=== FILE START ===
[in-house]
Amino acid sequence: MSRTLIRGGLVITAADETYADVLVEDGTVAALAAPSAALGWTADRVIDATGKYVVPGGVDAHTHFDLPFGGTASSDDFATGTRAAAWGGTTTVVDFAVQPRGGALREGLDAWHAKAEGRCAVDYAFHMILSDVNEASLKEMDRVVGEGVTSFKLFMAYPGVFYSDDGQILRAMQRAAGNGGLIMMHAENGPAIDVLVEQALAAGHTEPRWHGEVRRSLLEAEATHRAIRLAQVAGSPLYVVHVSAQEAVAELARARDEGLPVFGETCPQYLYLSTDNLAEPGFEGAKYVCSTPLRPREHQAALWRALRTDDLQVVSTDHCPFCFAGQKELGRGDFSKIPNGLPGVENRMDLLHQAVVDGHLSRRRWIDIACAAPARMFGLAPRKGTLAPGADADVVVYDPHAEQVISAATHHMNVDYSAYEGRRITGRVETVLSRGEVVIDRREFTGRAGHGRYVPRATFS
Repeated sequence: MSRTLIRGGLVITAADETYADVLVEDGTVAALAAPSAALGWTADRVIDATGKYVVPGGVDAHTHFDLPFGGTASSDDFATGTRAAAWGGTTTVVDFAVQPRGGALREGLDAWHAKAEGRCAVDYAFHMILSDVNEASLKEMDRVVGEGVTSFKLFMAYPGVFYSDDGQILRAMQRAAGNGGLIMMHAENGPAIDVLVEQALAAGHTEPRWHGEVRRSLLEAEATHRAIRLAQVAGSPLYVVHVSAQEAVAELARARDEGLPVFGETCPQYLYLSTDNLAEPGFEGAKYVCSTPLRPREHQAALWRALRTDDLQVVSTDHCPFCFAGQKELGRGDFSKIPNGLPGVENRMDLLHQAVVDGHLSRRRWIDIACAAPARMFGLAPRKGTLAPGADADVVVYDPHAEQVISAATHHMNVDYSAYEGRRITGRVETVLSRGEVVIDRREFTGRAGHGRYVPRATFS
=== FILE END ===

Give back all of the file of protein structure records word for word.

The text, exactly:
[in-house]
Amino acid sequence: MSRTLIRGGLVITAADETYADVLVEDGTVAALAAPSAALGWTADRVIDATGKYVVPGGVDAHTHFDLPFGGTASSDDFATGTRAAAWGGTTTVVDFAVQPRGGALREGLDAWHAKAEGRCAVDYAFHMILSDVNEASLKEMDRVVGEGVTSFKLFMAYPGVFYSDDGQILRAMQRAAGNGGLIMMHAENGPAIDVLVEQALAAGHTEPRWHGEVRRSLLEAEATHRAIRLAQVAGSPLYVVHVSAQEAVAELARARDEGLPVFGETCPQYLYLSTDNLAEPGFEGAKYVCSTPLRPREHQAALWRALRTDDLQVVSTDHCPFCFAGQKELGRGDFSKIPNGLPGVENRMDLLHQAVVDGHLSRRRWIDIACAAPARMFGLAPRKGTLAPGADADVVVYDPHAEQVISAATHHMNVDYSAYEGRRITGRVETVLSRGEVVIDRREFTGRAGHGRYVPRATFS
Repeated sequence: MSRTLIRGGLVITAADETYADVLVEDGTVAALAAPSAALGWTADRVIDATGKYVVPGGVDAHTHFDLPFGGTASSDDFATGTRAAAWGGTTTVVDFAVQPRGGALREGLDAWHAKAEGRCAVDYAFHMILSDVNEASLKEMDRVVGEGVTSFKLFMAYPGVFYSDDGQILRAMQRAAGNGGLIMMHAENGPAIDVLVEQALAAGHTEPRWHGEVRRSLLEAEATHRAIRLAQVAGSPLYVVHVSAQEAVAELARARDEGLPVFGETCPQYLYLSTDNLAEPGFEGAKYVCSTPLRPREHQAALWRALRTDDLQVVSTDHCPFCFAGQKELGRGDFSKIPNGLPGVENRMDLLHQAVVDGHLSRRRWIDIACAAPARMFGLAPRKGTLAPGADADVVVYDPHAEQVISAATHHMNVDYSAYEGRRITGRVETVLSRGEVVIDRREFTGRAGHGRYVPRATFS